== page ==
Monday, July 10, 2017

Footnotes on Three

You are quite suddenly hilarious sine turning three. Maybe though because you can finally talk in sentences we can all mostly understand.

You are also fairly easy to enrage. Luckily I'm a sucker for three year olds (hopelessly so) so I don't let it phase me much when you tell me moments after reaching tenderly to kiss my face that you don't like or me or that I'm "mean" because I deny you the second or third pack of fruit snacks in the pantry you think you own.

You know your colors which I admire because I never taught them to you.

You call ants "animals" and demand to know the name of every one of them whenever we spot some. I make them up as we go just to see you easily delighted by such things. And, it seems, according to you I have a knack for it.

You love to play hide and seek but always shout out to the one looking for you because of how proud you are of your secret spot. You count and seek too. "one, two, three and ten." No one corrects you.

You love your stuffed animals. Unlike your brothers at your age who were more prone to balls, swords, super heroes, ect - though Rex is working hard to see that admiration for the latter grow in intensity. (Speaking of him, you still worship him the same as the day you were born. Even when he is mean to you (which is so much rarer than he to all the rest) you forgive him instantly. You follow him around and hug him constantly. You see that he is patient with you. Everyone sees it. You appreciate that he teaches you things, explains things to you, laughs, encourages, is proud of you. It's the sweetest bond to see and one I'm guessing will always exist in a similar kind of way forever. But I do hope you talk him out of some of the more daring things he has in mind when you both get older.

You inform me you are "big" constantly until it's time to pick things up, in which you will declare that you are "too little" to lift all these things. But you do it anyway because I press it.

You love cartoons and miss them dearly because the option suddenly disappeared when we moved into the house and never picked up the TV. You remind me of it sometimes and vow to move back in with Grandma because of the simple fact of cable. And basically everything else she has that you miss since the move.

You refer to Arlo and Leon as "Big Leo" and "Little Leo" - Leon being "Little Leo" - which I love.

Yogurt, string cheese, apples and gold fish are your favorite snacks. You pretend that certain foods make you sick but it's really just because you like the sound of yourself coughing.

You are tough and rarely cry when you get hurt. Which Arlo is very proud of.

You play for hours with plastic magnetic tiles and wooden blocks. But are forever happiest at the beach. Diving into the water and chasing the thrill of wild waves that roll and toss you around even with me clinging tight to your hand.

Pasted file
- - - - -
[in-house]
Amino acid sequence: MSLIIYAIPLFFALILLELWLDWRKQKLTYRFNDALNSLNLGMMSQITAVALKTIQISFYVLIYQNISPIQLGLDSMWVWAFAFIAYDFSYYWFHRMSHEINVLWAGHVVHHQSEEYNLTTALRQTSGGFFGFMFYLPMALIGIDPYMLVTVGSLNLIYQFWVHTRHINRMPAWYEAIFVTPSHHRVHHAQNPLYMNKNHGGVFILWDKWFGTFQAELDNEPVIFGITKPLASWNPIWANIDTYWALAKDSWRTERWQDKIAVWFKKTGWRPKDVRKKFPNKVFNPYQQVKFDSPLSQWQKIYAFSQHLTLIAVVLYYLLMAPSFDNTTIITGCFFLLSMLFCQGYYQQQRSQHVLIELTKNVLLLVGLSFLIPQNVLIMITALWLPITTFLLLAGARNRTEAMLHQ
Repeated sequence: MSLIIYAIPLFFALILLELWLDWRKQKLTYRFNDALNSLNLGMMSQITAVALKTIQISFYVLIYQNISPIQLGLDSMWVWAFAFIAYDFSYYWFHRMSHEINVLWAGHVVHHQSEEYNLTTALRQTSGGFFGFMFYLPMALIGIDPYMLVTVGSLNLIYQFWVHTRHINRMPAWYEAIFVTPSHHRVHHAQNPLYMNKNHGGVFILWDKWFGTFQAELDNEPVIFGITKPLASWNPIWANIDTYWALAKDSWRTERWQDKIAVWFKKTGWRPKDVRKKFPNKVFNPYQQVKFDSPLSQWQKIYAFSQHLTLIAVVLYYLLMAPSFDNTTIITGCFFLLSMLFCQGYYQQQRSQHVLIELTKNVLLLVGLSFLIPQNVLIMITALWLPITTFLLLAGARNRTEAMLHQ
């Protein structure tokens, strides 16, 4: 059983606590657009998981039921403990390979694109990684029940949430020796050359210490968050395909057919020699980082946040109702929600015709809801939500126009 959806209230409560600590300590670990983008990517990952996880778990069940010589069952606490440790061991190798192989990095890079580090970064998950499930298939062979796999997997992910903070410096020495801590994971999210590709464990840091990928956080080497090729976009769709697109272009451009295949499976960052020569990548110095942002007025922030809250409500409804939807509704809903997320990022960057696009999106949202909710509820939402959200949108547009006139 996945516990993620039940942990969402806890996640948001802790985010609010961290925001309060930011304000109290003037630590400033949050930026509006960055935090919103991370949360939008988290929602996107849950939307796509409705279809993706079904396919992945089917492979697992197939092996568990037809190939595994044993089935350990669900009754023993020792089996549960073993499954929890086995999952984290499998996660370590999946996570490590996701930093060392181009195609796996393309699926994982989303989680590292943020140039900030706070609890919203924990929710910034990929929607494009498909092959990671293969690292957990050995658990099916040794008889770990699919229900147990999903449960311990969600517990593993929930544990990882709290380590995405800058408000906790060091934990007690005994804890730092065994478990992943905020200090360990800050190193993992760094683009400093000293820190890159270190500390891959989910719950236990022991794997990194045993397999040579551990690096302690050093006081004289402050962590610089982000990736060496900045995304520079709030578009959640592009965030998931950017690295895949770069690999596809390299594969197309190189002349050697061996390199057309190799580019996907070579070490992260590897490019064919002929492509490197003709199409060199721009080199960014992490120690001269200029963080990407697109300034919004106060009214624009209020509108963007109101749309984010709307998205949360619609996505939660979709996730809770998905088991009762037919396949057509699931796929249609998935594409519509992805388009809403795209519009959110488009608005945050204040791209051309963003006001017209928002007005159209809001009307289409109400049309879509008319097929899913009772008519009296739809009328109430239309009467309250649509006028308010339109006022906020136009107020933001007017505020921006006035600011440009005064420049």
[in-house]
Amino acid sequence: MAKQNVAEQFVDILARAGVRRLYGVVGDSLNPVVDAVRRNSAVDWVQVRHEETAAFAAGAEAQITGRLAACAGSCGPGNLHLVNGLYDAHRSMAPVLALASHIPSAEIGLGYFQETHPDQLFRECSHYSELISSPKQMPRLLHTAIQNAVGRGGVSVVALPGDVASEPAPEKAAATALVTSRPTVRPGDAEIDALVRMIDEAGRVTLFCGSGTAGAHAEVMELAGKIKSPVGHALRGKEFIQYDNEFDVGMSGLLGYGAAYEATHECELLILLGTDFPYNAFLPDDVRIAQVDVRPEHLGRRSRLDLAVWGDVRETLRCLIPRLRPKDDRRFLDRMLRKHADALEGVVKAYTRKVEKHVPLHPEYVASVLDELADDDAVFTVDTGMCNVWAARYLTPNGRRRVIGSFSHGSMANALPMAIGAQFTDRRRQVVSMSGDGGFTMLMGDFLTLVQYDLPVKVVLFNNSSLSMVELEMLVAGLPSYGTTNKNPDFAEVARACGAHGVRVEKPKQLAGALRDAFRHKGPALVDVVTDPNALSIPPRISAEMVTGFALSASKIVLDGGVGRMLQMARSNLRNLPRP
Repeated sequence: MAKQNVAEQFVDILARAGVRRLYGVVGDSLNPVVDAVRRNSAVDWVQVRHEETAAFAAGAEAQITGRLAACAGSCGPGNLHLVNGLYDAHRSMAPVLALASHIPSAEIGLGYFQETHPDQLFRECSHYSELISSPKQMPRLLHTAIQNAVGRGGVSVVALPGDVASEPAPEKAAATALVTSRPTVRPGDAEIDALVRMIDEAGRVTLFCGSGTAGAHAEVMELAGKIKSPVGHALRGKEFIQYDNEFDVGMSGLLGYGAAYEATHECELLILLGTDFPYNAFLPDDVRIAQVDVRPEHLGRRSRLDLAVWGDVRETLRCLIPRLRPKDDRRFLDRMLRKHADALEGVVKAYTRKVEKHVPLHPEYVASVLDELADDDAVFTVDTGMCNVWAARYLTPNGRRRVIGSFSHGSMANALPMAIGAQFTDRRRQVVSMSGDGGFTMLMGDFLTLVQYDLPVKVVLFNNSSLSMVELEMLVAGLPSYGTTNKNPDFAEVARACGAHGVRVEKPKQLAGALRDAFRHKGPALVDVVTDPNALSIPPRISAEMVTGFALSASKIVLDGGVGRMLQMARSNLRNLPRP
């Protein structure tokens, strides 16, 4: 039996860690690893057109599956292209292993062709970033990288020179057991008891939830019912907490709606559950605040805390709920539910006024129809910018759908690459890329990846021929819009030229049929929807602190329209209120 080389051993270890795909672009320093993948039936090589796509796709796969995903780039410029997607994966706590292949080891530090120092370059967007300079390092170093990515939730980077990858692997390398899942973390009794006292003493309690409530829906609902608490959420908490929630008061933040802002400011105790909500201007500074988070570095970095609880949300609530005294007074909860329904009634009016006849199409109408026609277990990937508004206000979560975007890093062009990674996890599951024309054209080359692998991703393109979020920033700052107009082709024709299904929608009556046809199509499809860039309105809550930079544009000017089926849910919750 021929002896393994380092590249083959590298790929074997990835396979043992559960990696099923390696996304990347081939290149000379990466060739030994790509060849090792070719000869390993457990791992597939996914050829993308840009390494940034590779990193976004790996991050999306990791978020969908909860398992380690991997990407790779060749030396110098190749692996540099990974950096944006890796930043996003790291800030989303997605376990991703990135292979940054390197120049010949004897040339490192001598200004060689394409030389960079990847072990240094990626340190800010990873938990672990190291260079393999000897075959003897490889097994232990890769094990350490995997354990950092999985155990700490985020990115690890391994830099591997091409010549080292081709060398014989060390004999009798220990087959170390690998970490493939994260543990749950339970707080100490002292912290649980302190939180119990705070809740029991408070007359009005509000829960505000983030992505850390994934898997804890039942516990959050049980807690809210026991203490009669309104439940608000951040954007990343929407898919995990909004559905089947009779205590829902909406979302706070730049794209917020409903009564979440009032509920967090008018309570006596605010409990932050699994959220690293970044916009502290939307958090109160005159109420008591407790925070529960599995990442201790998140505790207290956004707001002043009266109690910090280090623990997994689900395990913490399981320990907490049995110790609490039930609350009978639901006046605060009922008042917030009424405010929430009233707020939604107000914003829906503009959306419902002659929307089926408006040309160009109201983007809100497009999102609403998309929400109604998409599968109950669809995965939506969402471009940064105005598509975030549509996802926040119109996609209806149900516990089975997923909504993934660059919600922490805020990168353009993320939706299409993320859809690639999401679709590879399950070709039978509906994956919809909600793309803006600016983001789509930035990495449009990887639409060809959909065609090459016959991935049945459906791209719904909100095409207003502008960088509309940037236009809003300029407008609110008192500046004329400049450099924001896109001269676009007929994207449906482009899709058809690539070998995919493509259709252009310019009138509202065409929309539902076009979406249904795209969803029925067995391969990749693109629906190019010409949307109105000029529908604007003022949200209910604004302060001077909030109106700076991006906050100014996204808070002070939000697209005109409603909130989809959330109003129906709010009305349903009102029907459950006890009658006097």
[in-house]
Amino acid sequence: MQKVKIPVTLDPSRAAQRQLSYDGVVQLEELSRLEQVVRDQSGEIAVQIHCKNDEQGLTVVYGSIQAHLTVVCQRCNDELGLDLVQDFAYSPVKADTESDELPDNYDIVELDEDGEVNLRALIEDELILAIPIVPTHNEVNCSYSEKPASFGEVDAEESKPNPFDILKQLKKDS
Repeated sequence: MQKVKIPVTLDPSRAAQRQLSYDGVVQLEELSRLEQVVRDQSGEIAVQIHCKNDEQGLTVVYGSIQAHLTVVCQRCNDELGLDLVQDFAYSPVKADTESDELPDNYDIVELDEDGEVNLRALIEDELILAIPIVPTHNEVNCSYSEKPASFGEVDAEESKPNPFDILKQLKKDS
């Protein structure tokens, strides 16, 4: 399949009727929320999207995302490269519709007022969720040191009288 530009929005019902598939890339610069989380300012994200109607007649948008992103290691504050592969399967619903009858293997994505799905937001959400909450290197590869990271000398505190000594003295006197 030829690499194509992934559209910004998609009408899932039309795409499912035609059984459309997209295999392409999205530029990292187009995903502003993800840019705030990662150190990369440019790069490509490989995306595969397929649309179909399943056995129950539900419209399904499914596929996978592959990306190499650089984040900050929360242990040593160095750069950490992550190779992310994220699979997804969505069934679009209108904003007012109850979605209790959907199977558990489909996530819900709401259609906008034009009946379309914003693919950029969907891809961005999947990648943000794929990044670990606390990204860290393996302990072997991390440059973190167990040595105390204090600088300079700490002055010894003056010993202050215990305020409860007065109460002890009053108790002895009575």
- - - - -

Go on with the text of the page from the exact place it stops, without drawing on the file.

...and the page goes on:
You like being naked. Whenever possible. Which is often now that our patio is secluded and seems to almost invite the habit.

You call Jack your puppy and treat him (rightfully) like another brother.

You love babies. And I love that you love that.

Your brothers are your biggest idols. You seem to believe you are as big as them and try all too often to pull off the same stunts. Arlo is adventurous and you like it, Rex is daring and you mimic it, Leon though is a mystery to you sometimes and you tend to ignore him. Thankfully, he doesn't seem bothered by it. He still compliments you often and thinks you're the cutest "baby" there ever was. Even if three now doesn't technically hold that title anymore.

You are a mama's boy through and through, and it shows. You're also the only one who's lasted this long in our bed because I can't seem to find the right way to get you away from me for too long.

Your flashing eyes and bouncing curls are your saving grace. It's hard to get mad at a face like that, even when you fully warrant it. Still we try.

All in all, three is the best.
Until you turn four.
Then we'll love the next year somehow a little more.




Sunday, July 9, 2017

Around Here



In midst of settling in we get lost all too often during a morning trek out for drive through coffee, distracted by the strip of blue that snakes along the coastline all the way downtown, pulling us into curious turns that comes lined with aged Spanish bungalows nestled amongst overgrown succulent landscapes with drive ways manned by teenagers sporting well earned tans, loading surf boards onto their parent's hood racks. 

The five of us weaving aimlessly around the streets while the fog lingers, wandering untouched necklines of a new town we still don't know. Piling clothes into clean and dirty baskets without the help of drawers or dressers to divide them neatly like before.